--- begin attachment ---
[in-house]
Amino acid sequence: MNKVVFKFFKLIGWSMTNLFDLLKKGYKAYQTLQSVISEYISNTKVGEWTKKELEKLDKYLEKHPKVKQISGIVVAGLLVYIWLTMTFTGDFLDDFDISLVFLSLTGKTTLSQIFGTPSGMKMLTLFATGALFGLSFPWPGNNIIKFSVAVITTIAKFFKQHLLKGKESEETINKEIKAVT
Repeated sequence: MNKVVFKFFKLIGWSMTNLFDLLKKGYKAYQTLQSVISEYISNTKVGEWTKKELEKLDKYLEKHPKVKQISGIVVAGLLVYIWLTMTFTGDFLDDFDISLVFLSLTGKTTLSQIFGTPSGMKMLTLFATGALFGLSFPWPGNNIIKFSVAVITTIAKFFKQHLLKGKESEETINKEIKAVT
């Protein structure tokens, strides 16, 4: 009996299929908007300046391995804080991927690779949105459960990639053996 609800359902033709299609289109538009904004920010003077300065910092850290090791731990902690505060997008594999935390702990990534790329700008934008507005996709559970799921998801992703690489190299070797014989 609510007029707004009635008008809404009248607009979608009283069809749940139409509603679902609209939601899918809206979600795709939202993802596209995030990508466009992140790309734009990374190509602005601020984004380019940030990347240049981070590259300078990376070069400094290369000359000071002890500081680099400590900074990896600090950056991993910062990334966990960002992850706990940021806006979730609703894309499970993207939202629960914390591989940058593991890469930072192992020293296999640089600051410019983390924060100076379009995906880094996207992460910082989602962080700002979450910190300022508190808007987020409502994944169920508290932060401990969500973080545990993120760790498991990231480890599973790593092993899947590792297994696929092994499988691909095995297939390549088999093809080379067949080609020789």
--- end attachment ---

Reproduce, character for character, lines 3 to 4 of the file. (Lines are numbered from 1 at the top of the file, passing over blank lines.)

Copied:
Repeated sequence: MNKVVFKFFKLIGWSMTNLFDLLKKGYKAYQTLQSVISEYISNTKVGEWTKKELEKLDKYLEKHPKVKQISGIVVAGLLVYIWLTMTFTGDFLDDFDISLVFLSLTGKTTLSQIFGTPSGMKMLTLFATGALFGLSFPWPGNNIIKFSVAVITTIAKFFKQHLLKGKESEETINKEIKAVT
């Protein structure tokens, strides 16, 4: 009996299929908007300046391995804080991927690779949105459960990639053996 609800359902033709299609289109538009904004920010003077300065910092850290090791731990902690505060997008594999935390702990990534790329700008934008507005996709559970799921998801992703690489190299070797014989 609510007029707004009635008008809404009248607009979608009283069809749940139409509603679902609209939601899918809206979600795709939202993802596209995030990508466009992140790309734009990374190509602005601020984004380019940030990347240049981070590259300078990376070069400094290369000359000071002890500081680099400590900074990896600090950056991993910062990334966990960002992850706990940021806006979730609703894309499970993207939202629960914390591989940058593991890469930072192992020293296999640089600051410019983390924060100076379009995906880094996207992460910082989602962080700002979450910190300022508190808007987020409502994944169920508290932060401990969500973080545990993120760790498991990231480890599973790593092993899947590792297994696929092994499988691909095995297939390549088999093809080379067949080609020789």